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Journal of African Cultural Studies
Volume 32, 2020 - Issue 1
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Space, Time and Culture on African/Diaspora Websites
Cultural heritage, artistic innovation, and activism on Amazigh Berber websites
Daniela Merolla
Pages 42-59 | Published online: 12 Jun 2019
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In this article
Amazigh cultural and political discourses and identity construction online: enlarging the ‘Berber literary space’
Intersection of political and artistic dynamics: Amazigh websites’ responses to the ‘Arab Spring’
Intersection of political and artistic dynamics: ‘New World Embassy: Azawad’ online and offline
Art, politics, and imagination
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New means of communication and networking have intensified the contact among the Amazigh (Berber) communities in North Africa and diasporic locations, reinforcing pre-existent forms of transnationalism and deterritorialisation. The Internet, however, reinforces local identities as well. This article claims that historical memory and visual and verbal art interact with the social and political discourses on Amazigh/Berber websites, producing local, transregional, and transnational forms of identity. The issue is explored by examining Berber websites’ production of ‘heritage’ and artistic innovation linked to the criticism of national historical constructions and of ‘globalising’ approaches to the Maghreb. The online reactions to the label ‘Arab Spring’ and the artistic and political discourses of the online project ‘New World Embassy of Azawad’ are appraised as examples of interrelating political, artistic and identity dynamics. A second issue concerns the interpretation of Amazigh cultural and political discourse. The question is whether Amazigh websites create contradictory discourses to be interpreted in terms of new ‘mythologies’ or of ‘strategic essentialism’.
KEYWORDS: Internetliteratureoral literature​memory​activism​Amazigh​Berber
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New means of communication and networking have intensified contact among the Amazigh (Berber) communities in North Africa and diasporic locations, reinforcing pre-existent forms of transnationalism and deterritorialisation.1 The Internet reinforces local identities, through the creation and diffusion of a discourse of identification which underlines local linguistic variation and information on a specific region or diasporic group.2 These developments are not limited to the Internet. Internet surfers participate in the discourse of identity of their local and transnational communities beyond digital platforms, and political and cultural actions offline find themselves amplified by virtual action.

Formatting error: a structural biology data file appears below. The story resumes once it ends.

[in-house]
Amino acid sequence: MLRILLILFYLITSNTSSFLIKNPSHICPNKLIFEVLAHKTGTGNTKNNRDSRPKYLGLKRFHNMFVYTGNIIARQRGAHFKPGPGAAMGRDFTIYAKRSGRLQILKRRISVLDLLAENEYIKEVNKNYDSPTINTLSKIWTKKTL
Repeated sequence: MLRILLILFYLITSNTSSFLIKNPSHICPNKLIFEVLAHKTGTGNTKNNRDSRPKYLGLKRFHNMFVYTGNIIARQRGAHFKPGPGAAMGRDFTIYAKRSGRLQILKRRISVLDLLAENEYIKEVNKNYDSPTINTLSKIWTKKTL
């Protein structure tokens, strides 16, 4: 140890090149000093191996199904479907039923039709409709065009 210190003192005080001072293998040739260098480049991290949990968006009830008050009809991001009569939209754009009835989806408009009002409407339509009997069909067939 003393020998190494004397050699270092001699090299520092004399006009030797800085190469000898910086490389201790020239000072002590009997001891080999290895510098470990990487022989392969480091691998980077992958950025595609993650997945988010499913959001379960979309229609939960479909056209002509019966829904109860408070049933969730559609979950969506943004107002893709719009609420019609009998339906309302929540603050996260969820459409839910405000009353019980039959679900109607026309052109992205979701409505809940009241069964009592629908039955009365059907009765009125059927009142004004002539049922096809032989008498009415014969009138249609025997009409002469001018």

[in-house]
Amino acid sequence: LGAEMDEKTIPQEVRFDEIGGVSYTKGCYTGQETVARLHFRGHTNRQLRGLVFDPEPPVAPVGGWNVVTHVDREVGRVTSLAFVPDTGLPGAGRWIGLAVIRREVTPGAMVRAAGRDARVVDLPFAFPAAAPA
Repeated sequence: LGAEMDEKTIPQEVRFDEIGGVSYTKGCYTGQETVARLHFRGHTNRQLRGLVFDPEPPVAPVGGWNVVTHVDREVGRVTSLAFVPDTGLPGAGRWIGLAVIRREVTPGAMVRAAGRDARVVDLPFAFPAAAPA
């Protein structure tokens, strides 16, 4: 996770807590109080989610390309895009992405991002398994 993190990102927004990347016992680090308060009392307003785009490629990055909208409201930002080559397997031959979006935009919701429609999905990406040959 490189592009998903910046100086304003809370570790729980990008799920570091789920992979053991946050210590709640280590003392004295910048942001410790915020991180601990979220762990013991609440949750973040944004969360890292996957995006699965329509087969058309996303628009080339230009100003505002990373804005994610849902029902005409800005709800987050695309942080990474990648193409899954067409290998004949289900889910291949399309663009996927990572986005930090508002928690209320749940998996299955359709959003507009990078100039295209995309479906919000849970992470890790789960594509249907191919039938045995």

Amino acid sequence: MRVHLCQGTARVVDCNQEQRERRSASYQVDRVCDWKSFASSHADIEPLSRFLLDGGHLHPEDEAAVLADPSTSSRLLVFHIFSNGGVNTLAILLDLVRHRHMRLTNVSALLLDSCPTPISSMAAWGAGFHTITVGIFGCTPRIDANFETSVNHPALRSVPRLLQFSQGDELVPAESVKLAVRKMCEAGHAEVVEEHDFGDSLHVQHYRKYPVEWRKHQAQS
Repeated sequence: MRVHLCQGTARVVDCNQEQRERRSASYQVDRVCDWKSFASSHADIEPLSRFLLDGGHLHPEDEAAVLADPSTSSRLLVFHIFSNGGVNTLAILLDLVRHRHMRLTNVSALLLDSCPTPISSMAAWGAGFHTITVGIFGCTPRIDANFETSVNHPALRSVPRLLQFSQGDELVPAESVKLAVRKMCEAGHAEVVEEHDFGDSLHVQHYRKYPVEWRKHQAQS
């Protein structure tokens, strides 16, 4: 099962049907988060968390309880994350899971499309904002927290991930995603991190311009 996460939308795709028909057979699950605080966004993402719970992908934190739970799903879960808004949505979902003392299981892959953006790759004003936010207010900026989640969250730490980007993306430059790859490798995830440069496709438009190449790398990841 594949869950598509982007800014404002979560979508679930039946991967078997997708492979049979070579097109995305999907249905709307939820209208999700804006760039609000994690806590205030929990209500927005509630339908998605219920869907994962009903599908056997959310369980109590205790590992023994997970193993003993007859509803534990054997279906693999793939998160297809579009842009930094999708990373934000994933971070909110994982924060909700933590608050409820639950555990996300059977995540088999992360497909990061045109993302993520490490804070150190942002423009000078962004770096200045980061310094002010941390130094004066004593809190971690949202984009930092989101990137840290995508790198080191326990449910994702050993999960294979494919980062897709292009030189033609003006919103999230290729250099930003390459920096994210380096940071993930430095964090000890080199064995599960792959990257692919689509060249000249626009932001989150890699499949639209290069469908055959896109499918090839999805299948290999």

This article innovatively focuses on the visual and artistic content of Amazigh/Berber websites and posits that historical memory and visual and verbal art interact with the social and political discourses on these websites, producing local, transregional, and transnational levels of identity. The issue is explored by examining Berber websites’ production of ‘heritage’ and artistic innovation linked to the criticism of national historical constructions and of ‘globalising’ approaches to the Maghreb. The online reactions to the label ‘Arab Spring’ and the artistic and political discourses of the online project ‘New World Embassy: Azawad’ are appraised as examples of interrelating political, artistic, and identity dynamics. We see how cultural discourses diffused by Amazigh websites – set up in the Maghreb and in the diaspora – engage with social and military uprisings in the field. From a methodological point of view, this article investigates websites as ‘semiotic objects’ (Stockinger 2005),3 integrating an analysis of the multimediality, transmediality, and interactive characteristics of the Internet and taking into account their transient forms. As indicated by Shani Orgad (2009, 9), ‘a need to enhance online data with offline data can arise at later stages of the research project’, depending on ‘the particular research contexts and the demands of the[ir] research goals’. In contrast to the idea that the Internet is a culture in itself and that this is the sole basis for Internet research, and in contrast to the idea that online data need to be triangularly interpreted from the outset in light of offline and online research – the point here is rather to focus on the research question and material. In this article’s approach, we are not investigating ‘online data’ which need to be directly placed in relation to offline data, but websites as online ‘artefacts’ – starting from their semiotic characteristics, whose understanding is enriched by the knowledge (built from previous research) of online and offline contexts. This article’s approach can be seen as a first step which responds to a specific question: whether and how the production of Internet-mediated oral, written, and visual art interact with Berber political discourses and identity construction. The question is approached through the observation, analysis, and interpretation of semiotic objects (websites), and the research is enhanced by adding knowledge of offline contexts and previous studies. In a second step, and in a further level of analysis of social links, other investigations and articles (may) add fully-fledged offline data such as interviews with web producers and the web public ‘to add context, to enhance information, and to yield insights into aspects that would [have] otherwise remained invisible’ (Orgad 2009, 9).